(Credit: Josh Shub / The Daily Orange)

FIRE calls on Syracuse University to reverse suspensions over fraternity videos

By June 14, 2018

Yesterday, FIRE sent Syracuse University Chancellor Kent Syverud a letter calling on his administration to overturn the suspensions of 15 members of the SU Theta Tau fraternity chapter for their protected expression. The letter details how a flawed disciplinary hearing resulted in SU betraying its promises to uphold the free speech and due process rights of its students.

This is our second letter to Chancellor Syverud regarding SU’s response to leaked videos of the fraternity using deliberately offensive language in a private satirical roast of its members. After the videos became public on April 18, SU initiated disciplinary proceedings in May and found the students responsible for several student code of conduct violations on June 5.  

In our letter, we describe how “SU and the hearing panel fundamentally misconstrue the principles of freedom of expression to which SU has voluntarily committed itself.” We walk through the various due process deficiencies with the hearing process, including the impermissible bias of the panel and its failure to consider all relevant evidence in making its determination.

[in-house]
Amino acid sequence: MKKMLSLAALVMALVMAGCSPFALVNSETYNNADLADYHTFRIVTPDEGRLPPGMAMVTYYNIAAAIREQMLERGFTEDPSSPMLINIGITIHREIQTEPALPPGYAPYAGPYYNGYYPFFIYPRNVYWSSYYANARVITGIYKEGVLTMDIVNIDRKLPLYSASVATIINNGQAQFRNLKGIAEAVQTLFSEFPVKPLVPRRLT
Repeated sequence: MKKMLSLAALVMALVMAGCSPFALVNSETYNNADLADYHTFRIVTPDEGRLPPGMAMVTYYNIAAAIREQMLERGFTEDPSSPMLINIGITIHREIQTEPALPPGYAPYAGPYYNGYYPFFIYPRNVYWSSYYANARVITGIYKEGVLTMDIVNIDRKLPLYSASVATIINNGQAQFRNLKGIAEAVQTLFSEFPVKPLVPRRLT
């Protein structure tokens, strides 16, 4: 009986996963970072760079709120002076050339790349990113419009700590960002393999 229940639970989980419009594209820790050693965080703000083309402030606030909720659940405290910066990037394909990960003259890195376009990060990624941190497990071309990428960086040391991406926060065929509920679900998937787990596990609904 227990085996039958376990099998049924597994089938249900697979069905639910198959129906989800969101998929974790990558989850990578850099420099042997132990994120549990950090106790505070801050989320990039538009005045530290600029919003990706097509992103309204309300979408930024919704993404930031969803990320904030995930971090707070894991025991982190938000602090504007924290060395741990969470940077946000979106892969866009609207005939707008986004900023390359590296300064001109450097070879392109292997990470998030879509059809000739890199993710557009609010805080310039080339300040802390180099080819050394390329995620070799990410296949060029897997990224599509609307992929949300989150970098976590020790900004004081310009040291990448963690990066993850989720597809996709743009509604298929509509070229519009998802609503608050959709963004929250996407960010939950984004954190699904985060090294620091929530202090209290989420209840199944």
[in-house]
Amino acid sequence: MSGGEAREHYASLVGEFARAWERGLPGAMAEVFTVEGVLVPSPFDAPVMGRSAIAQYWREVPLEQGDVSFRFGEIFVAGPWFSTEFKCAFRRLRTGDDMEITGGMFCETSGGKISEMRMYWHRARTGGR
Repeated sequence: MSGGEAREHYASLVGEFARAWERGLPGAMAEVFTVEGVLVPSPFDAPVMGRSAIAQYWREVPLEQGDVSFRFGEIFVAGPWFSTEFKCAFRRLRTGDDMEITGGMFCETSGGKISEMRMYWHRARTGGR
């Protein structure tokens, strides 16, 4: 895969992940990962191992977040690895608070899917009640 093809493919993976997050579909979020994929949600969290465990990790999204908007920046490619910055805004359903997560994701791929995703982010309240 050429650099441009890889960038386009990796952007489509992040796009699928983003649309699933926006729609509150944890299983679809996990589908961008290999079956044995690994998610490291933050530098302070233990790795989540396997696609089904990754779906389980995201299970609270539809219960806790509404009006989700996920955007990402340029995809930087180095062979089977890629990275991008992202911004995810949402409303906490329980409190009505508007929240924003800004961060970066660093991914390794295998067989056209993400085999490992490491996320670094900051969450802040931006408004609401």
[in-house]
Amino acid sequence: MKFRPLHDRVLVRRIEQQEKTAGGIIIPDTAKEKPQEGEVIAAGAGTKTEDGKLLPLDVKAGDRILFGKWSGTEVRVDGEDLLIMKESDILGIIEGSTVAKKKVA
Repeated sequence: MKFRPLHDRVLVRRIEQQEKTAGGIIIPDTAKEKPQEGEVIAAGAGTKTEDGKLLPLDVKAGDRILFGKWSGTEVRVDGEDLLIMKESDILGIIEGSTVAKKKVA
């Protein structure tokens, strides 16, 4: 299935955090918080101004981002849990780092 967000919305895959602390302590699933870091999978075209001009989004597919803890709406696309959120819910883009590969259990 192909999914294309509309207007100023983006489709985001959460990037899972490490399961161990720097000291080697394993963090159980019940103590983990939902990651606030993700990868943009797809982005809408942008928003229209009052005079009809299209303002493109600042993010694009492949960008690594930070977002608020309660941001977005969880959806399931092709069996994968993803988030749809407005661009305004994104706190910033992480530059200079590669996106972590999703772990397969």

SU law professor Gregory Germain echoes these concerns in The Washington Post, stating that SU “used an unfair process to convict these kids of things that they did not do,” a result that “is very troubling to those of us who believe that a great university must be a place for the free exchange of ideas and dialogue, and fairness in its hearing processes.” SU responded to Germain’s comments by reiterating the offensiveness of the expression and categorizing the situation as one “where the rights of one group to speak freely collide with the rights of others to have a safe and welcoming learning environment.”

However, as FIRE has repeatedly told SU, punishing students for their protected expression creates a learning environment hostile to dissenting, controversial, and minority voices, where students fear punishment for anything from harmless jokes to political statements. As stated by Germain, SU cannot claim to create a welcoming learning environment when it treats its students as “disposable if they unintentionally embarrass the administration.”

We call on SU to see the light when it comes to protecting student rights by vacating a ruling “divorced from fairness and common sense.” We’ll be sure to keep our readers apprised of any updates.

Schools: Syracuse University